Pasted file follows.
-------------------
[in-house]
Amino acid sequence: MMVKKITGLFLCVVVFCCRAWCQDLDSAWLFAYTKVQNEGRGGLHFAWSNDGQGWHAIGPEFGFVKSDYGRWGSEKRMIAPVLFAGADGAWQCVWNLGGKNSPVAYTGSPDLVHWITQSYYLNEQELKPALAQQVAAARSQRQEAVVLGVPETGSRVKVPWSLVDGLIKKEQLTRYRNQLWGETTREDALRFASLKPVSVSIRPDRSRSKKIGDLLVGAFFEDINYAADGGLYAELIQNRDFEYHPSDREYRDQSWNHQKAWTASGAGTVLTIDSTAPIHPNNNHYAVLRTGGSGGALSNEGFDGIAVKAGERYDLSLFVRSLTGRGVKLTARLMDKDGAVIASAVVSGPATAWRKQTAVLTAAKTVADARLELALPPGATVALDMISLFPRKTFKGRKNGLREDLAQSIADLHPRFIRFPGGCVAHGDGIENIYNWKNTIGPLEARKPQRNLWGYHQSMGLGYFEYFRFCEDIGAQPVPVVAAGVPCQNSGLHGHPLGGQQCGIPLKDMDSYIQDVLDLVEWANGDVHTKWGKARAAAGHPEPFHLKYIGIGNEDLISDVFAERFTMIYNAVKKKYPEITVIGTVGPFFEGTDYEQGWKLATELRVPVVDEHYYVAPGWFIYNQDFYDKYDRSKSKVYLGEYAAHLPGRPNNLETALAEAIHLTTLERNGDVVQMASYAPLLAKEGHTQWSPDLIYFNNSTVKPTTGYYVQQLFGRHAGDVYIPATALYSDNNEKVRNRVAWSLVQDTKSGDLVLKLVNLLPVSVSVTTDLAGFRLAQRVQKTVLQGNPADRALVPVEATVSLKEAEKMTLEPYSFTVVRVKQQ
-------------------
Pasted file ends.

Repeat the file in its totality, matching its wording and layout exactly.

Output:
[in-house]
Amino acid sequence: MMVKKITGLFLCVVVFCCRAWCQDLDSAWLFAYTKVQNEGRGGLHFAWSNDGQGWHAIGPEFGFVKSDYGRWGSEKRMIAPVLFAGADGAWQCVWNLGGKNSPVAYTGSPDLVHWITQSYYLNEQELKPALAQQVAAARSQRQEAVVLGVPETGSRVKVPWSLVDGLIKKEQLTRYRNQLWGETTREDALRFASLKPVSVSIRPDRSRSKKIGDLLVGAFFEDINYAADGGLYAELIQNRDFEYHPSDREYRDQSWNHQKAWTASGAGTVLTIDSTAPIHPNNNHYAVLRTGGSGGALSNEGFDGIAVKAGERYDLSLFVRSLTGRGVKLTARLMDKDGAVIASAVVSGPATAWRKQTAVLTAAKTVADARLELALPPGATVALDMISLFPRKTFKGRKNGLREDLAQSIADLHPRFIRFPGGCVAHGDGIENIYNWKNTIGPLEARKPQRNLWGYHQSMGLGYFEYFRFCEDIGAQPVPVVAAGVPCQNSGLHGHPLGGQQCGIPLKDMDSYIQDVLDLVEWANGDVHTKWGKARAAAGHPEPFHLKYIGIGNEDLISDVFAERFTMIYNAVKKKYPEITVIGTVGPFFEGTDYEQGWKLATELRVPVVDEHYYVAPGWFIYNQDFYDKYDRSKSKVYLGEYAAHLPGRPNNLETALAEAIHLTTLERNGDVVQMASYAPLLAKEGHTQWSPDLIYFNNSTVKPTTGYYVQQLFGRHAGDVYIPATALYSDNNEKVRNRVAWSLVQDTKSGDLVLKLVNLLPVSVSVTTDLAGFRLAQRVQKTVLQGNPADRALVPVEATVSLKEAEKMTLEPYSFTVVRVKQQ